I would like to respond to the feature 'The first degree' (16 May) as I feel the article painted a rather gloomy picture of the benefits for early years practitioners of studying for an Early Childhood Studies degree. The article acknowledged that such degrees can provide a route into teaching, and other careers, but then it reverted to the ongoing issue of low pay and inadequate career progression for early years practitioners. Only a limited range of views was presented. A more balanced perspective might have been offered if more students, and those on part-time degrees (combining studying with early years work) had been included.

Worth recognition

    News
  • Wednesday, May 29, 2002
I am a nursery nurse working in a primary school reception class. I have the qualifications the NAMCW Advanced Certificate in Childcare and Education, NAMCW Conversion to Diploma and NAMCW Certificate in Nursery management. When completing the courses we were told NAMCW (National Association for Maternal and Child Welfare) would no longer exist and that it would now be called CACHE (Council for Awards in Children's Care and Education). Unfortunately, few people recognise my qualification and when trying to obtain a degree, my qualifications do not count in the same way as CACHE.

Caring and sharing

    News
  • Wednesday, May 29, 2002
This Early Excellence Centre has a well-developed system for sharing its ideas, as Julian Grenier found Val Buckett, the head teacher of Pembury House Centre for Childhood in Tottenham, London, is not proud. 'Early Excellence is not about people coming in to admire us,' she says. 'It is an attempt to break through professional isolation and the lack of support experienced by many workers in the early years.'

Welcome signs

    News
  • Wednesday, May 29, 2002
Sessions for carers and parents to drop in with children work wonders, as Julian Grenier finds A warm and very personal welcome awaits children, parents and carers when they come to the drop-in at Dorothy Gardner Nursery Centre. The Centre has been open for nearly 30 years in a bustling and densely populated corner of Westminster in central London. The staff are especially proud of the drop-in, says headteacher Pat Lacey. 'We welcome all people to the Centre, and the drop-in is usually the first point of call,' she says. 'We try to make people feel wanted, appreciated and valued. We've found that they often appreciate us in the same way.'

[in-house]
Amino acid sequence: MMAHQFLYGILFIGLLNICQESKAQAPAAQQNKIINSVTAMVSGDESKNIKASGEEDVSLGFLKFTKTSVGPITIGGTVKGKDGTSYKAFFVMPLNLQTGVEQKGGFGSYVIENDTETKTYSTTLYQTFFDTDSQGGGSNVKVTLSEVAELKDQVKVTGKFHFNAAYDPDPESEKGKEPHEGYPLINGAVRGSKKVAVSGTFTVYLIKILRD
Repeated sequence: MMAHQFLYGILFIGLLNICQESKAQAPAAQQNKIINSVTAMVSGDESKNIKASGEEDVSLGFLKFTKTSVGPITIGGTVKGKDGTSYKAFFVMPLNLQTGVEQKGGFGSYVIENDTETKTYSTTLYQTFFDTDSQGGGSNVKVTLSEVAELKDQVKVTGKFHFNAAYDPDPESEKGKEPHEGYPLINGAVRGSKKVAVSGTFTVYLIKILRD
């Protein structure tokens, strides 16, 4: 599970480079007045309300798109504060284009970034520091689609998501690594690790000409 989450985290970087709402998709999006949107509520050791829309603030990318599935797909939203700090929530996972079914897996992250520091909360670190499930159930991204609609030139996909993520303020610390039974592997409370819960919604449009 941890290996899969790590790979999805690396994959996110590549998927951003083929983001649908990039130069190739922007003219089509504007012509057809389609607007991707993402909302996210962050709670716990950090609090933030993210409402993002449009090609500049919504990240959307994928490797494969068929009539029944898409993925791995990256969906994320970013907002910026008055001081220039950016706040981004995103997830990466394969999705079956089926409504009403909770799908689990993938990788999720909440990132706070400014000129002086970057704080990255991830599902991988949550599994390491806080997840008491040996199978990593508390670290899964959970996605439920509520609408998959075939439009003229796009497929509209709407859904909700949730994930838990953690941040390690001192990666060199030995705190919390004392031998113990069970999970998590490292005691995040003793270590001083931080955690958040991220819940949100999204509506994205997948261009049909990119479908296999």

Share schemes

    News
  • Wednesday, May 29, 2002
Staff work jointly with parents in assessing a child's learning at this early years centre, says Julian Grenier Lynn Kennington, the head of Gamesley Pre-School Centre in North Derbyshire, is forthright about her priorities. 'Parents are at the forefront of our thinking. They are the child's first educators,' she states. 'We are here as a resource for the community, for the child and the family.'

A base that reaches into the heart of the community

    News
  • Wednesday, May 29, 2002
The ACE Centre is the base for professionals from many different services who are working together. Their common agenda is to find out what people need and then provide it. It is a kind of working which is still exploratory, and is sometimes challenging. 'We are all committed and caring professionals at the centre,' says Clempson, 'but you never get to the point where you've "cracked it". This work isn't just about words on bits of paper. We have found that when people are working together for the first time, their own needs have to be met even as we are working to meet the needs of the people we serve.'

Animal welfare: Hop to it!

    News
  • Tuesday, May 28, 2002
There are many ways for young children to learn respect and appreciation for animals without keeping live ones in their school or nursery, as Marie Charlton explains